Intel is stepping deeper into the consumer electronics market. The company hopes to put an Intel chip inside a plethora of home entertainment devices, including televisions, portable media players, and PCs designed for the living room, Paul Otellini, Intel's president and chief operating officer, announced here at the Consumer Electronics Show.
Otellini shed light on Intel's plans to enter the digital television market later this year, reports of which surfaced last month. Intel will manufacture a line of LCOS (liquid crystal on silicon) chips code-named Cayley that will find their way into rear-projection televisions by the end of this year.
The company hopes its chips will allow television vendors to sell thinner and cheaper rear-projection televisions, reducing the cost of a single television by moving much of its electronic complexity into silicon.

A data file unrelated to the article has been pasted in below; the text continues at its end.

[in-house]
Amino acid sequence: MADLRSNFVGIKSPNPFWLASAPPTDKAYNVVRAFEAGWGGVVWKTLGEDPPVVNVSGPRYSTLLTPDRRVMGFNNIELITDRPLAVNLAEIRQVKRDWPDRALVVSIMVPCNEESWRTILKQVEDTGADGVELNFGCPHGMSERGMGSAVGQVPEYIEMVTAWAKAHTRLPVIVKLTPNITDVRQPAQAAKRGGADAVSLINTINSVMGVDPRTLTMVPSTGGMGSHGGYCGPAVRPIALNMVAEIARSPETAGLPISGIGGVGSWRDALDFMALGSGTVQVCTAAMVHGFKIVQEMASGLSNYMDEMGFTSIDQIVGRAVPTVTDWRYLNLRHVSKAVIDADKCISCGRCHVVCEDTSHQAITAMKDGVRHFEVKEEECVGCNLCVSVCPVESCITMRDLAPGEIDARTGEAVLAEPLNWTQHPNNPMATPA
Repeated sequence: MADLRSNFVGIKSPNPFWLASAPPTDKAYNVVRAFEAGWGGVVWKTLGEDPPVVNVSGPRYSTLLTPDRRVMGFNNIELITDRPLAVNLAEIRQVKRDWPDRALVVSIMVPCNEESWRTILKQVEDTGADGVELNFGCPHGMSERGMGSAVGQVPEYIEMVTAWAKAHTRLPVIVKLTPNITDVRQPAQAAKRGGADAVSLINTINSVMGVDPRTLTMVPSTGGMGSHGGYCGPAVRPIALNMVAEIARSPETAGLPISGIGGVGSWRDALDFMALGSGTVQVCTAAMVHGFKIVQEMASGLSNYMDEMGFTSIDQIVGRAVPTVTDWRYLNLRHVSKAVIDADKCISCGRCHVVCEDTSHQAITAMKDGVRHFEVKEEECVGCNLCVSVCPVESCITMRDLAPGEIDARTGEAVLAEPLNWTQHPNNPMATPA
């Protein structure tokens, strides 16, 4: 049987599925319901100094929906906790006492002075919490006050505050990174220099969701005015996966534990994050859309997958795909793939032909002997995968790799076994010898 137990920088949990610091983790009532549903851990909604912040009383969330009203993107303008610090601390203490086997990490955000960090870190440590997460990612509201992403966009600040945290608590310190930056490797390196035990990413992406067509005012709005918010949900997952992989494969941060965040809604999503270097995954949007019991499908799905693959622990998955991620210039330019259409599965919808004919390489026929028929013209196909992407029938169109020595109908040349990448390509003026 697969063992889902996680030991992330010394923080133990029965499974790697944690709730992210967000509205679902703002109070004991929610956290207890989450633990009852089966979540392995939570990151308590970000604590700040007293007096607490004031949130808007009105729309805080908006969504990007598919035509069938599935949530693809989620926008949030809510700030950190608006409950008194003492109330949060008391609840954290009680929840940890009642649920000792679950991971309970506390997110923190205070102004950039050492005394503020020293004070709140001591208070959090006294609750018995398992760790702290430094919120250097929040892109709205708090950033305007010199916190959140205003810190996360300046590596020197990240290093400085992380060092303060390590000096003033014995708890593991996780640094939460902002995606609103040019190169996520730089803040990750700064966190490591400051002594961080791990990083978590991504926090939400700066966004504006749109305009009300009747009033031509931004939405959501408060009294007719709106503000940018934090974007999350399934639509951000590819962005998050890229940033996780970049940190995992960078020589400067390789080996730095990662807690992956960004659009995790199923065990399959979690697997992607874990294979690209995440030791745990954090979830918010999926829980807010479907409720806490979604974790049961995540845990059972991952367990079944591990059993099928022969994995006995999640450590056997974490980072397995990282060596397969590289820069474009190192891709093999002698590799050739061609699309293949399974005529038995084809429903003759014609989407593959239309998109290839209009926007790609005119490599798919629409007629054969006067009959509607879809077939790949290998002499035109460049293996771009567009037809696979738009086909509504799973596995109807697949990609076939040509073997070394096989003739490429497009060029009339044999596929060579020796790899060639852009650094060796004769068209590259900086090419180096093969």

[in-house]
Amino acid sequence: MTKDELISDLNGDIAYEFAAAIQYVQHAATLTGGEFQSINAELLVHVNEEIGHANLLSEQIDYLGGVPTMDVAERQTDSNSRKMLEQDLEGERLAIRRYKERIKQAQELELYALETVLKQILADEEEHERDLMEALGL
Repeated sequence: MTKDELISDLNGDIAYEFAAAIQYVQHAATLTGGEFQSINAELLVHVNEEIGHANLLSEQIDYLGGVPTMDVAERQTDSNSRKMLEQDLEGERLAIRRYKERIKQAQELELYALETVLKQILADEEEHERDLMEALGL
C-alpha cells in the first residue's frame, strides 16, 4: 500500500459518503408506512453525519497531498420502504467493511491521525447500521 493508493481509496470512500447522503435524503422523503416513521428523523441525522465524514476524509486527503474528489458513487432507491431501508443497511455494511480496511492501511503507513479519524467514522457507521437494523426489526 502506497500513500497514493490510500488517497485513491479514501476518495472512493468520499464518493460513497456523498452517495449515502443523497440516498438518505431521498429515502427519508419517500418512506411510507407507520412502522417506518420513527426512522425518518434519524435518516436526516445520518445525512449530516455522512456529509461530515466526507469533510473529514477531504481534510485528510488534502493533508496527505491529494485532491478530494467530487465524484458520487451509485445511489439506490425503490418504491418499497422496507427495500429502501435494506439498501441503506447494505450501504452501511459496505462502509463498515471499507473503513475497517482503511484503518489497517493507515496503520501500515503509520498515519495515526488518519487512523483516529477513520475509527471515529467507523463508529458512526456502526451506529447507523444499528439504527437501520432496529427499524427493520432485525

Texas Instruments currently dominates the market for rear-projection digital televisions with its DLP (digital light projection) technology, but LCOS will produce sharper images at a lower price, according to Otellini. By 2005, consumers will be able to purchase a 50in LCOS television with Cayley chips for under £1000, claimed Otellini.
Intel also hopes to popularise a new PC design it is calling the entertainment PC, including a next-generation audio standard for PCs, and Grantsdale, a forthcoming chip set that will allow desktop PCs to become wireless access points.
The company also showed a number of portable media players using its XScale chips. The XScale chips, which are normally found in personal digital assistants, will allow device manufacturers such as Creative Labs and Samsung to build portable media players that can handle video as well as audio.